Sunday, May 1, 2016

What I learned as a book cover contest judge.

I'm technically still on vacation, so today I'm reprising a post that ran last month at Indies Unlimited. I'll be back next week, rested and ready, if not tanned (come on -- I was in Ireland!).

You may be interested in knowing that I've started writing the final Pipe Woman's Legacy book. Oh -- and by popular demand, there's now a page here on the blog that lists all the books and short stories in the Pipe Woman Chronicles universe. Feel free to take a look; you may have missed the short stories that I put up at Wattpad.

Have a great week!

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Among my favorite internet acronyms is AFLE. Translated loosely, the letters stand for another freaking learning experience.

I don’t know about you, but for me, that acronym perfectly sums up this whole indie author thing. No matter what your background, there’s going to be some component of this jack-of-all-trades business in which you’re going to need a crash course. Or professional help.

Art is one of those things for me. In school, I was an A or B student in everything but art. (Well, and physical education. But so far, nobody’s expected me to do pushups for my books, thank goodness.) So imagine my dismay when I realized I was going to have to design covers for my books. Luckily, I have a couple of friends who are much better in graphic arts than I am, as well as two daughters who know their way around Photoshop. I treasure their advice to this day.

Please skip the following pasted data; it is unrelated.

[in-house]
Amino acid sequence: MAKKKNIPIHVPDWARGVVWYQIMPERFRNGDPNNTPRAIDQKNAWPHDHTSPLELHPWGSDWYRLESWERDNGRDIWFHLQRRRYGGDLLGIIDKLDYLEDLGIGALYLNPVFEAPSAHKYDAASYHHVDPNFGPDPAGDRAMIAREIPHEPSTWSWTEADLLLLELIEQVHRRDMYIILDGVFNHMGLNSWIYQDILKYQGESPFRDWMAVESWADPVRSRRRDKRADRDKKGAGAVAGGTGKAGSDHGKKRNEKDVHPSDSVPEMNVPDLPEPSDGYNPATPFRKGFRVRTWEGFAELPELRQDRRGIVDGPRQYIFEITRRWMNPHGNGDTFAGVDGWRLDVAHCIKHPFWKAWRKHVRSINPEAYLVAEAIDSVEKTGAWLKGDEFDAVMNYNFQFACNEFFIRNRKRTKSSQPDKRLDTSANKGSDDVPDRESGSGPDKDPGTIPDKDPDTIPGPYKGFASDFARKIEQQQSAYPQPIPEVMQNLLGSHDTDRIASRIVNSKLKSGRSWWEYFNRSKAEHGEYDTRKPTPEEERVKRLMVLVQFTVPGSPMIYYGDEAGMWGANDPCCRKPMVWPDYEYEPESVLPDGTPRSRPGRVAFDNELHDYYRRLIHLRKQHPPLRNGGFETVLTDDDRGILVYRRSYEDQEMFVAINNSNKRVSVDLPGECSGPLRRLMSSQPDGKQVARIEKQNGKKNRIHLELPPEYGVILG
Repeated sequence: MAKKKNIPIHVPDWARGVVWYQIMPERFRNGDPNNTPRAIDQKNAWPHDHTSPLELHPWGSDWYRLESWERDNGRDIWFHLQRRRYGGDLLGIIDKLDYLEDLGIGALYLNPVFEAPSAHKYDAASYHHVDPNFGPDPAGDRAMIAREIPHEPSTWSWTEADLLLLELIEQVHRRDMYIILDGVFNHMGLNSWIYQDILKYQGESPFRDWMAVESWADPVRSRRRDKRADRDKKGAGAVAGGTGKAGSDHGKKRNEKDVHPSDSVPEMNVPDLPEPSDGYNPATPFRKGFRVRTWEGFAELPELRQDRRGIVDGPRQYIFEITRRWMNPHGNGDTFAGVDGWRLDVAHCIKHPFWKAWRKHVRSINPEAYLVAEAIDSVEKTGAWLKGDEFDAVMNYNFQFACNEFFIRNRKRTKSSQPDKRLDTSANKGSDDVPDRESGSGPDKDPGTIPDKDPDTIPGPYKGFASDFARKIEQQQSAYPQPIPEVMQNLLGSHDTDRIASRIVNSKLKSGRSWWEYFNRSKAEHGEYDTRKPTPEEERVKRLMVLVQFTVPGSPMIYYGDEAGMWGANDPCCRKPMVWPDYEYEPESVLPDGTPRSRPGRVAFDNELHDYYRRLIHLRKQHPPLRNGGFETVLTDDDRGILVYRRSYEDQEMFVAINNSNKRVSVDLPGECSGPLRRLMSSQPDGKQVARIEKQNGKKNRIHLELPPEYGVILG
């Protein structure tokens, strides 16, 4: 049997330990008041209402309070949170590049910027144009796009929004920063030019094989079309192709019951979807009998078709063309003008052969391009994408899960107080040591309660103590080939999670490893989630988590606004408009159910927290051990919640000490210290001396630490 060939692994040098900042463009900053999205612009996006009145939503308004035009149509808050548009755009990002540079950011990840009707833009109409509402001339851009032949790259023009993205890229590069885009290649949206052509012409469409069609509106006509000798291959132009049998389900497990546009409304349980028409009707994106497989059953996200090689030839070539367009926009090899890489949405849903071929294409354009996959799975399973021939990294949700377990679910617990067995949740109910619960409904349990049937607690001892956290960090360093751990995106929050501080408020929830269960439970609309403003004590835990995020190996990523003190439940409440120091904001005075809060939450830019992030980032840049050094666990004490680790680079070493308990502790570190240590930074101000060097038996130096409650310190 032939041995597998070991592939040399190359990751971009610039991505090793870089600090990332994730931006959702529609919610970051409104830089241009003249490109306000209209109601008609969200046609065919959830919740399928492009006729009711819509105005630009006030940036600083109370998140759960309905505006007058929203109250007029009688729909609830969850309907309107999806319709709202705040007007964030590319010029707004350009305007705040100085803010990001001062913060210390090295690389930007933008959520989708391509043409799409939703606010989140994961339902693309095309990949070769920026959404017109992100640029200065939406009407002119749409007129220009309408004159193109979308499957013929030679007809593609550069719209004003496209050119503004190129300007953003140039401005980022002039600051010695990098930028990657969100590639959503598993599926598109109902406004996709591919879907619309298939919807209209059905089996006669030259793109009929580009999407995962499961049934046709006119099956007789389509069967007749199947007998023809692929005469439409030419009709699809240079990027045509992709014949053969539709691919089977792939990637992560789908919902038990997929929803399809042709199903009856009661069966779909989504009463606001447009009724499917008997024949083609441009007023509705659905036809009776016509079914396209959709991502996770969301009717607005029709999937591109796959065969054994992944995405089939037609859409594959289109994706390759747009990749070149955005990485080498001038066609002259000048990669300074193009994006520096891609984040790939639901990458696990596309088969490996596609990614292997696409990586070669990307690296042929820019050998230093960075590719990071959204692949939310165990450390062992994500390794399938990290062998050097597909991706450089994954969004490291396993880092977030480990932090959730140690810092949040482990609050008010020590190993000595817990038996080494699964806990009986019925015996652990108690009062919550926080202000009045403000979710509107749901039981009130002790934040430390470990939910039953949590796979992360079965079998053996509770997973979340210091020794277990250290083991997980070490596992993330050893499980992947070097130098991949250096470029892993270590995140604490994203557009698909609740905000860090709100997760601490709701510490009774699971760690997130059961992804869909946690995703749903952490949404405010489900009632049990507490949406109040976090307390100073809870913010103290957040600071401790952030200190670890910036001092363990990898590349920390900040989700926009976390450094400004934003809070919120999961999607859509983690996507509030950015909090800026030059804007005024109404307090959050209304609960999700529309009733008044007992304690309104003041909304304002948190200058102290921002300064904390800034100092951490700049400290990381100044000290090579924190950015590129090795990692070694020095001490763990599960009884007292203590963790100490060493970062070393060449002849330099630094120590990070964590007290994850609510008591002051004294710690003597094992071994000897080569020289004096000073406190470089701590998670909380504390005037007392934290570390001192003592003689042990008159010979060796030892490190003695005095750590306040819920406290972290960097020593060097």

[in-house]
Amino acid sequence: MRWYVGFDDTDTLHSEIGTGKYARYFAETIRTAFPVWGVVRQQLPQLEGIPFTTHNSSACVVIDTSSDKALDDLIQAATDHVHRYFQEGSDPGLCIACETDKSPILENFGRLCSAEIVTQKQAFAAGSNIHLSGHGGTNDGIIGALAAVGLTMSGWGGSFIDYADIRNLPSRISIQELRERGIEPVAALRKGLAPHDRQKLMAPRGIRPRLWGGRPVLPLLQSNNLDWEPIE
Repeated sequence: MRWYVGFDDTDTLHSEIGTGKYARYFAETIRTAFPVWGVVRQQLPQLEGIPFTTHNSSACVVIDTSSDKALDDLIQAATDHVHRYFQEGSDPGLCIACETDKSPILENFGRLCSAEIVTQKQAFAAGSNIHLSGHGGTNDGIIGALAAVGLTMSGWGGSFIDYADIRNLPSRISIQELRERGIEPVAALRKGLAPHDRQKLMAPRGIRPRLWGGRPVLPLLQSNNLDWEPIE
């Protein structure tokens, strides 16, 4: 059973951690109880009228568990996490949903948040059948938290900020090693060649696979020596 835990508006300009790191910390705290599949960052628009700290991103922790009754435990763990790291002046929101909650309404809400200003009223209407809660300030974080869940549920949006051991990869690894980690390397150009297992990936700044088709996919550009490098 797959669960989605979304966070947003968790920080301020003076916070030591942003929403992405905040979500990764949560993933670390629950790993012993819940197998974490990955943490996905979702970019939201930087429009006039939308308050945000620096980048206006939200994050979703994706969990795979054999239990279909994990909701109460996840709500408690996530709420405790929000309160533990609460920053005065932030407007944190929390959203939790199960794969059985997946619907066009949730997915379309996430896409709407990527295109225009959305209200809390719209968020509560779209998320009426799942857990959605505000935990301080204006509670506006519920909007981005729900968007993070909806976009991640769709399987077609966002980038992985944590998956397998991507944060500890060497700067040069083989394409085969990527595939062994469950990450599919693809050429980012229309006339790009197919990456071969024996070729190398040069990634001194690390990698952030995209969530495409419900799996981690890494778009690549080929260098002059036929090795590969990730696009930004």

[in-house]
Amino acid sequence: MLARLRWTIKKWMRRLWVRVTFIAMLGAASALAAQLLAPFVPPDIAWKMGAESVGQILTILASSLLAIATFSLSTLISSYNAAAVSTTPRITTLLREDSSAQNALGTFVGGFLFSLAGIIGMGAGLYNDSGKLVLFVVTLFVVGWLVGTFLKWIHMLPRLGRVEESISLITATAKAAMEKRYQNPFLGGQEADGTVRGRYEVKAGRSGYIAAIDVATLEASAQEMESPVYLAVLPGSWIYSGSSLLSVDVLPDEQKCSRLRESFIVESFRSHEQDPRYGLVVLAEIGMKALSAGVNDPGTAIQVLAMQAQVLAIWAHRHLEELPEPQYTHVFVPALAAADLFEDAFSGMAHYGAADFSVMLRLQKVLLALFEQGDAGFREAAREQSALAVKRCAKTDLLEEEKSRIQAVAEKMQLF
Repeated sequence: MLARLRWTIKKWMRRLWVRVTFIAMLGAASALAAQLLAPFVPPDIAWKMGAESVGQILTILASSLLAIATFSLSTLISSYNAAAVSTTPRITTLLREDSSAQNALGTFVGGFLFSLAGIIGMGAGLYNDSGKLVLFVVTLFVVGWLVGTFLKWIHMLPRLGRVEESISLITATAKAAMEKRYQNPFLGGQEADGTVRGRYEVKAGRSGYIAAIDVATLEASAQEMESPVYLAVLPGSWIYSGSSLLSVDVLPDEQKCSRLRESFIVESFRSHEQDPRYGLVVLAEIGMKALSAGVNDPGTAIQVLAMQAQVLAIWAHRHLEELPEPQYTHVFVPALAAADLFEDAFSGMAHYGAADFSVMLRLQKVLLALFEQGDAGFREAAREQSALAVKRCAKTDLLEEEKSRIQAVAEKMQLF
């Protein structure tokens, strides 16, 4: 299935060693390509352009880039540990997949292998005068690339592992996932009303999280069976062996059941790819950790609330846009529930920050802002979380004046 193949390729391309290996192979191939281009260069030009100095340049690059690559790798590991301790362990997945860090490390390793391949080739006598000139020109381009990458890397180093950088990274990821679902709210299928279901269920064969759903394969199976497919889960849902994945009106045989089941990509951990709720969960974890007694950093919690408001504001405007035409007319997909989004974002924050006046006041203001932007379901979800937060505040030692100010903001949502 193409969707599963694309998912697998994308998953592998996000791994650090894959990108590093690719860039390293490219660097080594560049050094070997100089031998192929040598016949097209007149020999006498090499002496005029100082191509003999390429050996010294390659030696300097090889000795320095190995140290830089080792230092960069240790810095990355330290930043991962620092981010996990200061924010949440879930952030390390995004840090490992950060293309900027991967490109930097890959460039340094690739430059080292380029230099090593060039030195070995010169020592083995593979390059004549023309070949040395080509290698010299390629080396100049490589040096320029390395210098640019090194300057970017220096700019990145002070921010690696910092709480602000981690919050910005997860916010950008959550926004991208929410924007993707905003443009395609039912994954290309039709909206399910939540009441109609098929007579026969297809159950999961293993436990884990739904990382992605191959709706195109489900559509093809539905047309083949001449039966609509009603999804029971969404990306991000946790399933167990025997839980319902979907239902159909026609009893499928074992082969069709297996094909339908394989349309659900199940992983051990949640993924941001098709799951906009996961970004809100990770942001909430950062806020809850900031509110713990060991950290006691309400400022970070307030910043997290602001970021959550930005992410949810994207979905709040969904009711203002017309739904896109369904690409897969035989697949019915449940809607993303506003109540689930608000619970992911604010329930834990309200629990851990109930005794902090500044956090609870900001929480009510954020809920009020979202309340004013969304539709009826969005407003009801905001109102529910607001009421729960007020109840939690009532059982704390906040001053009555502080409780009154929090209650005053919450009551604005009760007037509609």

Still, I had no business participating in a cover art contest – much less being a judge. And yet, there I was, in a secret Facebook group, looking over contest entries and discussing what made each a contender or – gulp – a failure.

And yet, I’m glad I had the opportunity, because I learned a lot about what makes a book cover great.

One thing that surprised me was that we weren’t just judging indie book covers. Some professional cover artists entered our contest, too, and that set the bar higher than perhaps some entrants expected. But on the other hand, it was probably a good thing, as it simulates what actually happens on the shelves of your favorite virtual bookstore. After all, your ebook is going to be sitting right next to books with pro covers in readers’ search results. So you might as well assume you’ll be competing against professional work from the get-go.